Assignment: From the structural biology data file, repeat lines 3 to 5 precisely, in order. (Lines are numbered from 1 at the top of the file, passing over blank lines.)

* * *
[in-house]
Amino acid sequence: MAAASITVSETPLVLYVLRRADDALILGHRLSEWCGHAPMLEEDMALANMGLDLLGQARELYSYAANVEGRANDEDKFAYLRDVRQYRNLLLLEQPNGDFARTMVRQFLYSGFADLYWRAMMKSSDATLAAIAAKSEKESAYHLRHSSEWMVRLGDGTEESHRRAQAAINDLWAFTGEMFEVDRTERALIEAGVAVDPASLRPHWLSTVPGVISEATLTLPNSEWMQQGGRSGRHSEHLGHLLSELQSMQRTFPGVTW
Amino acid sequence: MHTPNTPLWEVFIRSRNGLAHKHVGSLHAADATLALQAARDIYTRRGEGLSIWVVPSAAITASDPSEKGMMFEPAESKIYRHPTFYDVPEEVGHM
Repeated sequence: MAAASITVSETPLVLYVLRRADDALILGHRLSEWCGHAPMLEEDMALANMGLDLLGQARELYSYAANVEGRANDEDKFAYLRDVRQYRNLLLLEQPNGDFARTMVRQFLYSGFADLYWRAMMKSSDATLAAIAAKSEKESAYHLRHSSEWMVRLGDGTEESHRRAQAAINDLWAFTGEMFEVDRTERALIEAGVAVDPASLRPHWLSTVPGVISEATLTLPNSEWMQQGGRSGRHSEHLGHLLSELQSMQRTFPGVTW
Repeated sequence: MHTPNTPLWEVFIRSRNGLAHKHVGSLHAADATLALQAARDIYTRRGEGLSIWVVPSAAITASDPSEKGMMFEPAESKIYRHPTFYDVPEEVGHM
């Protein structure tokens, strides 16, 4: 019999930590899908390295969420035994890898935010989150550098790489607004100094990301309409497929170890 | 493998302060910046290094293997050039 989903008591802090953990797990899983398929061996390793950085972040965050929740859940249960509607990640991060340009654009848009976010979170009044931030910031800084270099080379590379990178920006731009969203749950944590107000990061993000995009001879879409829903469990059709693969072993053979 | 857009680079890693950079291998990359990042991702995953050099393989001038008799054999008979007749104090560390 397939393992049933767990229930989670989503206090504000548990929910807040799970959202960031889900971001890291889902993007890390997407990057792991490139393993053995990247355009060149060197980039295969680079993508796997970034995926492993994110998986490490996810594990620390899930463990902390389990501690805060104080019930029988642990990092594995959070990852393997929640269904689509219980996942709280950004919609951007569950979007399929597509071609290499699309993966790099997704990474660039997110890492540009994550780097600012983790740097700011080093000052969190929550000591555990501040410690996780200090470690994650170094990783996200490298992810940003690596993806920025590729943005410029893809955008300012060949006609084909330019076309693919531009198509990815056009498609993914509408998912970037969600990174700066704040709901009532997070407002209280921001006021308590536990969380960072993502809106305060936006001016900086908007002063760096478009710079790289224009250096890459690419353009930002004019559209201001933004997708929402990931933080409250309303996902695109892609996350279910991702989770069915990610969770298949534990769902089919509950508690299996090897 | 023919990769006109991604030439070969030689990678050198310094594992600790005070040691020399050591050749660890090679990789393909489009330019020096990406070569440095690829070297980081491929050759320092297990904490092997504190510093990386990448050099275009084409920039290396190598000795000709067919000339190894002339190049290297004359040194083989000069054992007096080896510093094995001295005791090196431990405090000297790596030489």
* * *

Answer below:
Amino acid sequence: MHTPNTPLWEVFIRSRNGLAHKHVGSLHAADATLALQAARDIYTRRGEGLSIWVVPSAAITASDPSEKGMMFEPAESKIYRHPTFYDVPEEVGHM
Repeated sequence: MAAASITVSETPLVLYVLRRADDALILGHRLSEWCGHAPMLEEDMALANMGLDLLGQARELYSYAANVEGRANDEDKFAYLRDVRQYRNLLLLEQPNGDFARTMVRQFLYSGFADLYWRAMMKSSDATLAAIAAKSEKESAYHLRHSSEWMVRLGDGTEESHRRAQAAINDLWAFTGEMFEVDRTERALIEAGVAVDPASLRPHWLSTVPGVISEATLTLPNSEWMQQGGRSGRHSEHLGHLLSELQSMQRTFPGVTW
Repeated sequence: MHTPNTPLWEVFIRSRNGLAHKHVGSLHAADATLALQAARDIYTRRGEGLSIWVVPSAAITASDPSEKGMMFEPAESKIYRHPTFYDVPEEVGHM